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The rise, fall and future of private televisions in Greece

27 November 2012 / 22:11:28  GRReporter
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Private televisions in Greece have existed since 1989. From that time on, they had accounted for 55 to 60% of advertising costs in the media in general. By 2007, the percentage of advertisements had been rising every year and in that particular year, the total gross revenue of private televisions from advertisements amounted 630 million euro.

In the first quarter of 2008, the global economic crisis that had broken out did not yet have consequences in Greece. However, the first signs appeared from September that year onwards and television advertisements began to decline.

Four years later, the decline has reached 60% compared to 2007 and the forecasts are that advertising revenues will decline by a further 240 million euro by the end of 2012 and will reach 1998 levels. The decline was gradual and it reached 20% between October 2008 and September 2009, similar to what was happening in other European countries too. However, since May 2010, when Greece signed the first bailout agreement, GDP has declined by almost 20% and the cost of advertising followed it.

Over the past 25 years, many media have been established in Greece that dynamically competed with each other. At the same time, businessmen who had no connection with the press and media entered the industry. The business activities of a large number of them were construction of large sites, shipping, energy and government projects. In the majority of cases, the owners of the media and the political system were in corrupt relationships in which one party supported the other with disastrous consequences for the country.

Three private televisions with national coverage were created between 1989 and 1993: Mega, Ant1 and Star. Alpha TV and Alter appeared a little later, and SKAI in 2006. The owners of all of them were Greeks and the only TV that was in the hands of foreign interests for a while was Alpha as the RTL media group had purchased its main stake in 2008. In early 2012, however, the German investors withdrew and in November 2011, Alter TV interrupted its broadcasts. Today, its owners are trying to enforce bankruptcy through a law that would relieve them of the obligation to pay the amounts due to employees and lenders.

Since the outbreak of the crisis, advertising costs have been steadily decreasing. This has led to the closure of dozens of newspapers and magazines. Among them were lifestyle editions that had a huge circulation in the years of plentiful television advertisements. The closure of the publishing houses Imako and Limberis is indicative of the state of the industry. According to experts, the deepening of the crisis will further cut the budget of advertisers and this is expected to result in the suppression of more media. And although several new editions have appeared - "The editors’ newspaper," "6 days", "Para politics", "Democracy" and others, the forecasts are that they probably will not be able to survive although they rely on new methods of financing and are completely independent of bank loans.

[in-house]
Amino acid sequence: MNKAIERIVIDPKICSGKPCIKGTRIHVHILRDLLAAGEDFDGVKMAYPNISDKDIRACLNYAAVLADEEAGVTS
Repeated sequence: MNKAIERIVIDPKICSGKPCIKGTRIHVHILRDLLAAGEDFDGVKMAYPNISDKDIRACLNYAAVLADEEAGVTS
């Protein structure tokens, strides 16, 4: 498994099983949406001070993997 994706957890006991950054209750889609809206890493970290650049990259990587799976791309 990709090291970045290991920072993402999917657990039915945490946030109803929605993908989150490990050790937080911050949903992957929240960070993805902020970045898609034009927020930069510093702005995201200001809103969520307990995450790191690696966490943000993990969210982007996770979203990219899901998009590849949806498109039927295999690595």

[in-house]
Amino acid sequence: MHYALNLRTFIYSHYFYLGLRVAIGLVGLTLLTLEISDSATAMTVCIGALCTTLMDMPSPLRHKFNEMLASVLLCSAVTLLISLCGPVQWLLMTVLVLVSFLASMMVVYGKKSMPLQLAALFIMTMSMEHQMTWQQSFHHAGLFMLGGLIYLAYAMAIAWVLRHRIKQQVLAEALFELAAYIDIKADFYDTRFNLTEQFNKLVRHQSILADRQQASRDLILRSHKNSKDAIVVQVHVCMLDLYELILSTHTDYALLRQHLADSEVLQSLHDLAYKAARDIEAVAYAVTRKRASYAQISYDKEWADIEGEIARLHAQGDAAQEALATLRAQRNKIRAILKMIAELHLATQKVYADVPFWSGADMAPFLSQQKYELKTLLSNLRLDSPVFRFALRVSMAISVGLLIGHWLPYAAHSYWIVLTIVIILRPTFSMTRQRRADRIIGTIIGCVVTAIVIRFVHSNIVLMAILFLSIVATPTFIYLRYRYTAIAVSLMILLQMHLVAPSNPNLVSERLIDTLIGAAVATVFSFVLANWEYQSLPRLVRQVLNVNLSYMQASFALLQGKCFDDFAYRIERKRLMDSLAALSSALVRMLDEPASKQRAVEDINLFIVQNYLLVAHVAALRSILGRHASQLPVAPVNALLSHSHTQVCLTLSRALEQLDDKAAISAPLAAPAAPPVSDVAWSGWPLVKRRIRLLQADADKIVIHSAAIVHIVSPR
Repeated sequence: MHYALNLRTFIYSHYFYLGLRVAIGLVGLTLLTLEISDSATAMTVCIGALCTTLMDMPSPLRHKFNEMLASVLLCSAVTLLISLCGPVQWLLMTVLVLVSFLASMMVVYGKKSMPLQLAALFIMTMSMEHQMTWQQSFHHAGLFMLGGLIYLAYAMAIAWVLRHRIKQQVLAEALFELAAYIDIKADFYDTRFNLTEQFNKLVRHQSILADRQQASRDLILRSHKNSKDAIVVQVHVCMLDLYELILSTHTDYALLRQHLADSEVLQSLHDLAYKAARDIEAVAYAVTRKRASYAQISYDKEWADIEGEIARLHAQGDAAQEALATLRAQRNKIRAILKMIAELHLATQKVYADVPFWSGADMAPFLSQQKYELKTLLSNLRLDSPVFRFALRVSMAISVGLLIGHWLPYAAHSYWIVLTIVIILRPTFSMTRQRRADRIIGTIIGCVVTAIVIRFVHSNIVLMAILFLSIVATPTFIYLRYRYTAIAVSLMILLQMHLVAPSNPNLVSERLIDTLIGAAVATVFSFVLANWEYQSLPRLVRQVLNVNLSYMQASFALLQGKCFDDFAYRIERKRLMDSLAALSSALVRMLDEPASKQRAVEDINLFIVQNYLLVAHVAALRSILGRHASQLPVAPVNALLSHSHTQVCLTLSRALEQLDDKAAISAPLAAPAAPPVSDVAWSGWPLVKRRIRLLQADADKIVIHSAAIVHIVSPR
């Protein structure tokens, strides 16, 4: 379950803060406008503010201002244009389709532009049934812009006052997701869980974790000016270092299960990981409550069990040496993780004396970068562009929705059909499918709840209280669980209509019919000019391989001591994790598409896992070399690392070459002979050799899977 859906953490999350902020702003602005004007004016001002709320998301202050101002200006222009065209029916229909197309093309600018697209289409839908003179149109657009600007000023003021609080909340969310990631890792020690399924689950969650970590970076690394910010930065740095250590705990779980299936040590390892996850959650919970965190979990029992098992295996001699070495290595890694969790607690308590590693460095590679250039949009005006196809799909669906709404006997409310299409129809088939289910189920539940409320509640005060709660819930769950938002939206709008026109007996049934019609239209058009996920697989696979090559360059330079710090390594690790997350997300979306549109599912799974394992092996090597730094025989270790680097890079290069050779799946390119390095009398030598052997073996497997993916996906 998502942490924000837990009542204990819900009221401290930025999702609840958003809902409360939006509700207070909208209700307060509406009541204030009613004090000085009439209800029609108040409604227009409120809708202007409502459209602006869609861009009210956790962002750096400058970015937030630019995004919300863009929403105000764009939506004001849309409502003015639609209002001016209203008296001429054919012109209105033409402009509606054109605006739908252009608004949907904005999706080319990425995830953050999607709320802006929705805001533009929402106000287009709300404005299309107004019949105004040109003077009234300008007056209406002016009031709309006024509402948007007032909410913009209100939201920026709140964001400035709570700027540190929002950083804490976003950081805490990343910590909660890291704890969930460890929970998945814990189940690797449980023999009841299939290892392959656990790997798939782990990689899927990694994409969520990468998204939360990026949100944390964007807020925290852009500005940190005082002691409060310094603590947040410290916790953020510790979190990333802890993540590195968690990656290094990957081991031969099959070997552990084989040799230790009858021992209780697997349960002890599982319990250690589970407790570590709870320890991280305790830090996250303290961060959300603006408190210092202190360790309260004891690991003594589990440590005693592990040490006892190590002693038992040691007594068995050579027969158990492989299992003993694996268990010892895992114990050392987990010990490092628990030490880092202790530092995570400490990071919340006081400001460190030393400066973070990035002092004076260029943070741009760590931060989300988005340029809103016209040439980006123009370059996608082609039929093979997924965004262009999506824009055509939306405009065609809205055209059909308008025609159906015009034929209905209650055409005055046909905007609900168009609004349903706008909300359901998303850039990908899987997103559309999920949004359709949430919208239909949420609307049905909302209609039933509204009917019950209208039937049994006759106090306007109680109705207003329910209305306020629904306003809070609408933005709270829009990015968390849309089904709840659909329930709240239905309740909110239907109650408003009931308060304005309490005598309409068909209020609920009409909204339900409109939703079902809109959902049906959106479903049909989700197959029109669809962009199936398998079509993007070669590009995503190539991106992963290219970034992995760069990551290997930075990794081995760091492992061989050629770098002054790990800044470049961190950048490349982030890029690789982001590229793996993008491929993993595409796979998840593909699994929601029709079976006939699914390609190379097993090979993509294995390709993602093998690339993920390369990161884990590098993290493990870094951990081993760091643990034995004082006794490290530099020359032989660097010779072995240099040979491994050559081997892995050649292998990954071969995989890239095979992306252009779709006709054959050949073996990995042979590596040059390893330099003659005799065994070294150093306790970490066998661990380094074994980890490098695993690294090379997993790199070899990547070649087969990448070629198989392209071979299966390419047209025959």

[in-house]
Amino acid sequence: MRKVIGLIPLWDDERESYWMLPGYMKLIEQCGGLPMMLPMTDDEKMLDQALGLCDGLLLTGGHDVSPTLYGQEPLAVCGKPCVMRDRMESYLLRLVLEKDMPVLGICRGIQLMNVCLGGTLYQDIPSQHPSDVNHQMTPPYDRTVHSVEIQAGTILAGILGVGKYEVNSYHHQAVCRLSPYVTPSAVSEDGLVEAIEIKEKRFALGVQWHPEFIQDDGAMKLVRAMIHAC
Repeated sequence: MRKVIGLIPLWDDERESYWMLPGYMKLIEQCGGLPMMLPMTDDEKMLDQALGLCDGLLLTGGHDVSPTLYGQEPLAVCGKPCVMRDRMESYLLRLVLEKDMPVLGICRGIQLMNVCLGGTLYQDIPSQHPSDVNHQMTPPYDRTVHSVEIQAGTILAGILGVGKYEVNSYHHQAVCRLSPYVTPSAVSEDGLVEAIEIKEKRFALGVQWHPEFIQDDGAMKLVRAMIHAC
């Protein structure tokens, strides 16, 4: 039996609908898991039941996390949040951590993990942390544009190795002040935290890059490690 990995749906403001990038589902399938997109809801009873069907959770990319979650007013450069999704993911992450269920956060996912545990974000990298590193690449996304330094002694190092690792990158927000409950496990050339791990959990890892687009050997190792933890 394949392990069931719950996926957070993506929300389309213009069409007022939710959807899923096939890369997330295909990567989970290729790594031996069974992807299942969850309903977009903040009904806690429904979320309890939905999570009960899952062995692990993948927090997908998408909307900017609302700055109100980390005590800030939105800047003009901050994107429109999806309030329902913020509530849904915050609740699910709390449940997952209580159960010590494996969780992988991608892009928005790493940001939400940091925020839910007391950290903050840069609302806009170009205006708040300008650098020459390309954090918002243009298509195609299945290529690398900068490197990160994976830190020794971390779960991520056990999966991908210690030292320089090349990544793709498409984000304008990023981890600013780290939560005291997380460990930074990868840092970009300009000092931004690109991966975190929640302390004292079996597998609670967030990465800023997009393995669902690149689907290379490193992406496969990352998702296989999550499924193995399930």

But as the crisis deepens the rate of viewing is growing. According to research carried out in the period 2009 – 2010, TV viewing increased by 8% mainly due to the increase in the number of viewers in the age group of over 45 years. The increase among young people is minimal. The moment the Internet started transmitting images to tablets and smartphones, the youth who are totally addicted to new technologies have abandoned television and turned to them.

Television channels ended up with serious financial problems caused by the drop in advertisements, their high operating costs and high obligations in repayment of bank loans. So, their first action was to cut the cost of wages by around 10 to 15%.

The reductions for employees who received less than 1,400 euro were not so serious, but the cuts of higher wages reached 40 to 50%. According to some estimates, around 3,000 people worked in the five major private television companies before the crisis. After the crisis, about 400 people were fired and together with the 650 employees of Alter TV, their number reached over 1,000. This means that from 2008 to today, the number of employees has decreased by one-third.

To date, however, there is no case of a merger between televisions. The only exception was their collaboration in establishing the Digea company that implemented the transition from analogue to digital TV and this was only at a technical level.

Contrary to the expectations of many of them, the other televisions did not gain more commercials after the closure of Alter TV. It seems that when the number of television channels drops the cost of advertising falls too. Regarding the prices of advertising, experts believe that if the number of advertisements continues to decline, television stations will further reduce their prices.

The main conclusion is that the course of the television market will follow the course of the Greek economy. If it stabilizes, television channels will again be able to find a balance albeit on a smaller and more realistic scale, of course. Otherwise, the situation of television channels will deteriorate and they will be faced with two choices: either to merge or be closed.

To avoid the latter option, Greek private televisions are already preparing for the former, and the biggest stake in this endeavour is the terms of the merger. In all cases, however, even if they are not the most favourable  for a particular media, it will not be able to allow itself the pleasure of negotiating them. So, mergers will be inevitable unless the situation deteriorates so much that a plan B is required.

Tags: MediaAdvertising marketPrivate televisionsCrisis
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